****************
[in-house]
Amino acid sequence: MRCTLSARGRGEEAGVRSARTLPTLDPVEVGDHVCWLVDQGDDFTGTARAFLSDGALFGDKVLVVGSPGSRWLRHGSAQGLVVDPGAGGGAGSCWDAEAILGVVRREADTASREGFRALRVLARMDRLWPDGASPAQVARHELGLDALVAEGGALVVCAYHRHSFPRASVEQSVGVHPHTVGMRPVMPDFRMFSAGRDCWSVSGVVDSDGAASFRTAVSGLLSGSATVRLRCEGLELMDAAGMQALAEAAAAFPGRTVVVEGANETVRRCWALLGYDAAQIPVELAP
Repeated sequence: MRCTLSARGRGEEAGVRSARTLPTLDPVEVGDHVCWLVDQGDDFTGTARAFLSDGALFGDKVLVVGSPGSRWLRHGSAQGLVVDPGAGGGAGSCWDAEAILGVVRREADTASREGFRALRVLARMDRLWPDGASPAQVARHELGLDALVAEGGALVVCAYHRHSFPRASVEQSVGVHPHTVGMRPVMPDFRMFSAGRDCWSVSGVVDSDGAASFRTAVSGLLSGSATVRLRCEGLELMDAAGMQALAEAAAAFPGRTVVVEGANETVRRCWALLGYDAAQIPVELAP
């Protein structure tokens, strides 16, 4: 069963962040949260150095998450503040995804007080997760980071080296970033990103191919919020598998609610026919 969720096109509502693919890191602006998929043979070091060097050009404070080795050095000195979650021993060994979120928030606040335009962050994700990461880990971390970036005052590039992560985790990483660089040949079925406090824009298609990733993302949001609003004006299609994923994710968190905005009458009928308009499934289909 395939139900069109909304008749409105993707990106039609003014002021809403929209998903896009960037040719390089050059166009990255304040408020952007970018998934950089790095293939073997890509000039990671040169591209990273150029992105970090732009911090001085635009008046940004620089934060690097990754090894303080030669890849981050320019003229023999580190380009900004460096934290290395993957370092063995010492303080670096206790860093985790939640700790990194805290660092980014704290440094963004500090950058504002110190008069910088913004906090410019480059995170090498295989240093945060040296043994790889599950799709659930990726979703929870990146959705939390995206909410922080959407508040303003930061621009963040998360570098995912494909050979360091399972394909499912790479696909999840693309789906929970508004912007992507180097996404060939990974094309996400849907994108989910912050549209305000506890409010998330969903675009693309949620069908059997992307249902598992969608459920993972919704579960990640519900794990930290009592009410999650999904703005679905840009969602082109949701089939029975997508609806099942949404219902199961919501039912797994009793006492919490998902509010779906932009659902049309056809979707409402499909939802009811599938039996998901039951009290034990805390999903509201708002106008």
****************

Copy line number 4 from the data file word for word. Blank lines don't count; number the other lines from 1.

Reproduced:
């Protein structure tokens, strides 16, 4: 069963962040949260150095998450503040995804007080997760980071080296970033990103191919919020598998609610026919 969720096109509502693919890191602006998929043979070091060097050009404070080795050095000195979650021993060994979120928030606040335009962050994700990461880990971390970036005052590039992560985790990483660089040949079925406090824009298609990733993302949001609003004006299609994923994710968190905005009458009928308009499934289909 395939139900069109909304008749409105993707990106039609003014002021809403929209998903896009960037040719390089050059166009990255304040408020952007970018998934950089790095293939073997890509000039990671040169591209990273150029992105970090732009911090001085635009008046940004620089934060690097990754090894303080030669890849981050320019003229023999580190380009900004460096934290290395993957370092063995010492303080670096206790860093985790939640700790990194805290660092980014704290440094963004500090950058504002110190008069910088913004906090410019480059995170090498295989240093945060040296043994790889599950799709659930990726979703929870990146959705939390995206909410922080959407508040303003930061621009963040998360570098995912494909050979360091399972394909499912790479696909999840693309789906929970508004912007992507180097996404060939990974094309996400849907994108989910912050549209305000506890409010998330969903675009693309949620069908059997992307249902598992969608459920993972919704579960990640519900794990930290009592009410999650999904703005679905840009969602082109949701089939029975997508609806099942949404219902199961919501039912797994009793006492919490998902509010779906932009659902049309056809979707409402499909939802009811599938039996998901039951009290034990805390999903509201708002106008």